Three illustrations accompany three reasons why you may receive a tax refund.

When will I get my tax refund?

The exact time frame for receiving your tax refund varies, but you can expect to receive your refund within 21 days if you file your taxes online and request direct deposit.2 This timeline can change depending on the IRS’s workload and any issues with your return.

Get your federal tax refund up to six days early* when you direct deposit with Chime and file directly with the IRS.

How to update your tax withholding amount

Instead of waiting for a yearly refund, you can adjust your tax withholding to avoid overpaying your taxes and keep more of your paycheck month-to-month. 

In the past, that would mean adjusting the information you entered for Allowances on your W-4. However, the IRS redesigned Form W-4, and it no longer includes this section.  The updated format automatically matches your withholding to your actual tax liability.³ 

That said, you can enter an additional withholding amount in Step 4(c) of Form W-4 if you prefer your employer withhold more taxes than necessary from each paycheck.³ 

You can also use the IRS Tax Withholding Estimator tool to determine the most accurate withholding for your situation.

Take the stress out of tax season

Instead of waiting for a yearly tax refund, learning the ins and outs of how tax refunds work can help you keep more of your hard-earned money throughout the year (read about how much of your paycheck you should save). Utilize tools like the IRS Withholding Estimator and, if necessary, update your W-4 to match your financial situation.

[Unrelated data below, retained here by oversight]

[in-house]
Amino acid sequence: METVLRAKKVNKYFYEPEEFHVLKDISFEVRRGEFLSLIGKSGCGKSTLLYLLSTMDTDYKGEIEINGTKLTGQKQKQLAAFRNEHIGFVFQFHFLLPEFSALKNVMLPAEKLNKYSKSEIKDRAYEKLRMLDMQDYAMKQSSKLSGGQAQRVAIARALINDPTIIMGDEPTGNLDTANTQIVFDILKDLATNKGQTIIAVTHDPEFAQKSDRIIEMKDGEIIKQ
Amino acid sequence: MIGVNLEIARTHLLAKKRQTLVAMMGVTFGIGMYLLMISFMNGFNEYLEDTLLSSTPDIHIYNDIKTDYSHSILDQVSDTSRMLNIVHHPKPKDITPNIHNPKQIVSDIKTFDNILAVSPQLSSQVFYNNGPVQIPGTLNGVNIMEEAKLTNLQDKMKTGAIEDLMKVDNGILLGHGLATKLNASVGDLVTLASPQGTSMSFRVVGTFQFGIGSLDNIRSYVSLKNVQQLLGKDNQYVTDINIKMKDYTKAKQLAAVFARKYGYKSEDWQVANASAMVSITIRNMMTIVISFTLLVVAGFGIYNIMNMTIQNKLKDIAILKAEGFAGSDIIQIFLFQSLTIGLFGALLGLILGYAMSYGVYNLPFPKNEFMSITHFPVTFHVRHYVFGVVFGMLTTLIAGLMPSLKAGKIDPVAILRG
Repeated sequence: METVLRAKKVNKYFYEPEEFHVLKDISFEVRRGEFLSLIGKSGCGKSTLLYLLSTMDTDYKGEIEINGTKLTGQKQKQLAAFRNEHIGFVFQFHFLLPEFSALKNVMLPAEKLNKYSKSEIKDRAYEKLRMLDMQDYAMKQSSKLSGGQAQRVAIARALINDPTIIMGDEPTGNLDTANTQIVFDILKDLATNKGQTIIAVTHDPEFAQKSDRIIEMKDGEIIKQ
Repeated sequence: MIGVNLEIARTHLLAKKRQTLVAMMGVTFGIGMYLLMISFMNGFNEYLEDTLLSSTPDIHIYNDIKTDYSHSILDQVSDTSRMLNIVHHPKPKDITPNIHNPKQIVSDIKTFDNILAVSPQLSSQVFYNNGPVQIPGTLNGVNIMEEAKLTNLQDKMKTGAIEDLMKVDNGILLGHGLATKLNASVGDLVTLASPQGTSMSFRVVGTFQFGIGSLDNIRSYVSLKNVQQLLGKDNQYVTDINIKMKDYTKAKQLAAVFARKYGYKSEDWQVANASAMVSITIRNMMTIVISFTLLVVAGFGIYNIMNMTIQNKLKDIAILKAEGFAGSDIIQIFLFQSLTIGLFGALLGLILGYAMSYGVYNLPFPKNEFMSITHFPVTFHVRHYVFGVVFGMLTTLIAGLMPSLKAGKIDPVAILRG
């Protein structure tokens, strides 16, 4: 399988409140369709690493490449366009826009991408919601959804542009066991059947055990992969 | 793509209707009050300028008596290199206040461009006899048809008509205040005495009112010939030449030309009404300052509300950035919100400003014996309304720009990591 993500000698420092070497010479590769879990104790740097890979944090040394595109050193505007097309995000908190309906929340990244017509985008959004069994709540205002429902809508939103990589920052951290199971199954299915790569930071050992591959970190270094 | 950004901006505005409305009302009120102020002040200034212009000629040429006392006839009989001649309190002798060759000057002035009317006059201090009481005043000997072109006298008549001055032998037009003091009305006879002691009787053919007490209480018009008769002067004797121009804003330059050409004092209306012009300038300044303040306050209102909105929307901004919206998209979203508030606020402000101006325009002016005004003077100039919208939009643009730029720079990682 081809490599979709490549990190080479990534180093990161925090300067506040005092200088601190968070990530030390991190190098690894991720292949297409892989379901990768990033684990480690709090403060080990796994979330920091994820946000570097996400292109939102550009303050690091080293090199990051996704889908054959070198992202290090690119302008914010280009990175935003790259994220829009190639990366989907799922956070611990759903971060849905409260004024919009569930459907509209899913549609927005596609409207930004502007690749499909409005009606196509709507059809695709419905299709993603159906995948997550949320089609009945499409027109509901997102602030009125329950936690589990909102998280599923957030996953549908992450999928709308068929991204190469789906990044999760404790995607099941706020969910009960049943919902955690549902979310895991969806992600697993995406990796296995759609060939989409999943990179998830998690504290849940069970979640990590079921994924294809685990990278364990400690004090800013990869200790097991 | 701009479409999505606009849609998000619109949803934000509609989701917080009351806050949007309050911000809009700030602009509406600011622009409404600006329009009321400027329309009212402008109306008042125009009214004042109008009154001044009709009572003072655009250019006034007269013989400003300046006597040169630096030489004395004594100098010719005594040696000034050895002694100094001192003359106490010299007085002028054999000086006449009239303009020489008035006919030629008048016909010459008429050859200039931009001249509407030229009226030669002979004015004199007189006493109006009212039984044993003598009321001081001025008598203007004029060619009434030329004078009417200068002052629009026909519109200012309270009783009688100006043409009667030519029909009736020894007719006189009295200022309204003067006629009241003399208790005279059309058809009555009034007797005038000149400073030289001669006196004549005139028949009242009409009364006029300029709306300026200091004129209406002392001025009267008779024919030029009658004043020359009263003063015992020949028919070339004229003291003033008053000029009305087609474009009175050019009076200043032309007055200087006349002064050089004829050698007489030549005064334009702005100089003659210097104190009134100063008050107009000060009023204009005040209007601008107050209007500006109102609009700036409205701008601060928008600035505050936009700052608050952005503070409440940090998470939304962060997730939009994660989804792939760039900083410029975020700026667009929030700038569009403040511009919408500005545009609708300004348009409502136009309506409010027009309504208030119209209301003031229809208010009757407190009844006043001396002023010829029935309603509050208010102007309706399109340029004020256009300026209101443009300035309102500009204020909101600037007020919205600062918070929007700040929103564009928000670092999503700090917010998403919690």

When you’re ready to file, find out if you can pay your taxes with a credit card.

FAQs about tax refunds

Still have questions about tax refunds? Find answers below. 

How do I check the status of my tax refund? 

To check the status of your tax refund, use the IRS’s Where’s My Refund? tool. You can use this tool beginning 24 hours after the IRS receives your tax return if you filed online or four weeks after mailing a paper return.4 

What should I do with my tax refund? 

If you  receive a tax refund, consider using it strategically to further your financial goals. Whether building an emergency fund, paying down debt, or investing in long-term savings, your refund can contribute to a more secure financial future.

Does everyone get a tax refund? 

Not everyone receives a tax refund. It depends on factors like income, deductions, and tax credits. While some may get a refund, others might owe additional taxes or have a balance that breaks even.

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Opinions, advice, services, or other information or content expressed or contributed here by customers, users, or others, are those of the respective author(s) or contributor(s) and do not necessarily state or reflect those of The Bancorp Bank, N.A. and Stride Bank, N.A. (“Banks”). Banks are not responsible for the accuracy of any content provided by author(s) or contributor(s).

* Chime does not guarantee timing of refund. Six day refund estimate is based on 2022 tax year filing data. Refund timing estimates are dependent upon timing of complete tax return submission and other requirements.

1 Information from the IRS’s Earned Income Tax Credit (EITC) as of 12/11/23: https://www.irs.gov/credits-deductions/individuals/earned-income-tax-credit-eitc

2 Information from IRS’s Tax Season Refund Frequently Asked Questions as of 12/11/23: https://www.irs.gov/refunds/tax-season-refund-frequently-asked-questions

3 Information from IRS’s TFAQs on the 2020 Form W-4 as of 12/11/23: https://www.irs.gov/newsroom/faqs-on-the-2020-form-w-4

4 Information from IRS’s Tax Season Refund Frequently Asked Questions as of 12/11/23: https://www.irs.gov/refunds/tax-season-refund-frequently-asked-questions